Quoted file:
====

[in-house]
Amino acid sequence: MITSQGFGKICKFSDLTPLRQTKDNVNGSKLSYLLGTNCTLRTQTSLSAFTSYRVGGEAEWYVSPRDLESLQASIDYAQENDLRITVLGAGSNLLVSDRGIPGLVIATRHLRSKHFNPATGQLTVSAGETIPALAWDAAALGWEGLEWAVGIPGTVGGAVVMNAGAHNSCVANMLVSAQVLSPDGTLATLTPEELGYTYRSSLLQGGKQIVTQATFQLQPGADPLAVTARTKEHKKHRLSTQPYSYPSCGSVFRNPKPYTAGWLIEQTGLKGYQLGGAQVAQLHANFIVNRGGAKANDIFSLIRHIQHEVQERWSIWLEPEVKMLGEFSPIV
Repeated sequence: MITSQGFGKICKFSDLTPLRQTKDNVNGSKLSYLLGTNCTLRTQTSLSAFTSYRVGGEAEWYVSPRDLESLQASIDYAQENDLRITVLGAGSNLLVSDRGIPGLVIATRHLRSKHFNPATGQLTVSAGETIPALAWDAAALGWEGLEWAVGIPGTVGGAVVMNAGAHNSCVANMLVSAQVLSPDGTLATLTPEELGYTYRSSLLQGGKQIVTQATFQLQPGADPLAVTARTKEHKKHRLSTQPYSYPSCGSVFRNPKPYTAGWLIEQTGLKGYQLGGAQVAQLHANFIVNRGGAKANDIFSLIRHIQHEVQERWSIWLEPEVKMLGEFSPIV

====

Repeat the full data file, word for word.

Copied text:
[in-house]
Amino acid sequence: MITSQGFGKICKFSDLTPLRQTKDNVNGSKLSYLLGTNCTLRTQTSLSAFTSYRVGGEAEWYVSPRDLESLQASIDYAQENDLRITVLGAGSNLLVSDRGIPGLVIATRHLRSKHFNPATGQLTVSAGETIPALAWDAAALGWEGLEWAVGIPGTVGGAVVMNAGAHNSCVANMLVSAQVLSPDGTLATLTPEELGYTYRSSLLQGGKQIVTQATFQLQPGADPLAVTARTKEHKKHRLSTQPYSYPSCGSVFRNPKPYTAGWLIEQTGLKGYQLGGAQVAQLHANFIVNRGGAKANDIFSLIRHIQHEVQERWSIWLEPEVKMLGEFSPIV
Repeated sequence: MITSQGFGKICKFSDLTPLRQTKDNVNGSKLSYLLGTNCTLRTQTSLSAFTSYRVGGEAEWYVSPRDLESLQASIDYAQENDLRITVLGAGSNLLVSDRGIPGLVIATRHLRSKHFNPATGQLTVSAGETIPALAWDAAALGWEGLEWAVGIPGTVGGAVVMNAGAHNSCVANMLVSAQVLSPDGTLATLTPEELGYTYRSSLLQGGKQIVTQATFQLQPGADPLAVTARTKEHKKHRLSTQPYSYPSCGSVFRNPKPYTAGWLIEQTGLKGYQLGGAQVAQLHANFIVNRGGAKANDIFSLIRHIQHEVQERWSIWLEPEVKMLGEFSPIV